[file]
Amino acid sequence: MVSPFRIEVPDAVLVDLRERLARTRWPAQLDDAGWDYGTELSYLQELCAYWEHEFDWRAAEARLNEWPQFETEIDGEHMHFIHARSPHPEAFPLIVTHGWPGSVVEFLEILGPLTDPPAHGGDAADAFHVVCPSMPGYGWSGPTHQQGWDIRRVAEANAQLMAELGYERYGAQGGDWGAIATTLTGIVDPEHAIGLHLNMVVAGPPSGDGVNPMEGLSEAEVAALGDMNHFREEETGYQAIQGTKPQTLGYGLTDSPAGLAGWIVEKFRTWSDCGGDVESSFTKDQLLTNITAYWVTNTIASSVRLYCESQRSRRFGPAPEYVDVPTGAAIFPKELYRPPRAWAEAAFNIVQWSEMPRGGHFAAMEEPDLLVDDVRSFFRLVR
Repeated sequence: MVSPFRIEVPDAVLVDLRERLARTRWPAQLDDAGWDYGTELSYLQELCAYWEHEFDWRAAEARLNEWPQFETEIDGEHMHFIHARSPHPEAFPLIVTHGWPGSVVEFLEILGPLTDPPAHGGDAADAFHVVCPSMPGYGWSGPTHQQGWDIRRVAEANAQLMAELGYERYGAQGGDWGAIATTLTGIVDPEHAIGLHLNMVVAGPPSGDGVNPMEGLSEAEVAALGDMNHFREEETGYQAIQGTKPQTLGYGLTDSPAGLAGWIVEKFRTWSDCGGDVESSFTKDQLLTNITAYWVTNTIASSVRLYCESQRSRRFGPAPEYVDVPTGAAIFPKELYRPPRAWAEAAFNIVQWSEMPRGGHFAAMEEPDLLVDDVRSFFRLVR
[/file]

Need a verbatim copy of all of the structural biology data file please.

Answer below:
Amino acid sequence: MVSPFRIEVPDAVLVDLRERLARTRWPAQLDDAGWDYGTELSYLQELCAYWEHEFDWRAAEARLNEWPQFETEIDGEHMHFIHARSPHPEAFPLIVTHGWPGSVVEFLEILGPLTDPPAHGGDAADAFHVVCPSMPGYGWSGPTHQQGWDIRRVAEANAQLMAELGYERYGAQGGDWGAIATTLTGIVDPEHAIGLHLNMVVAGPPSGDGVNPMEGLSEAEVAALGDMNHFREEETGYQAIQGTKPQTLGYGLTDSPAGLAGWIVEKFRTWSDCGGDVESSFTKDQLLTNITAYWVTNTIASSVRLYCESQRSRRFGPAPEYVDVPTGAAIFPKELYRPPRAWAEAAFNIVQWSEMPRGGHFAAMEEPDLLVDDVRSFFRLVR
Repeated sequence: MVSPFRIEVPDAVLVDLRERLARTRWPAQLDDAGWDYGTELSYLQELCAYWEHEFDWRAAEARLNEWPQFETEIDGEHMHFIHARSPHPEAFPLIVTHGWPGSVVEFLEILGPLTDPPAHGGDAADAFHVVCPSMPGYGWSGPTHQQGWDIRRVAEANAQLMAELGYERYGAQGGDWGAIATTLTGIVDPEHAIGLHLNMVVAGPPSGDGVNPMEGLSEAEVAALGDMNHFREEETGYQAIQGTKPQTLGYGLTDSPAGLAGWIVEKFRTWSDCGGDVESSFTKDQLLTNITAYWVTNTIASSVRLYCESQRSRRFGPAPEYVDVPTGAAIFPKELYRPPRAWAEAAFNIVQWSEMPRGGHFAAMEEPDLLVDDVRSFFRLVR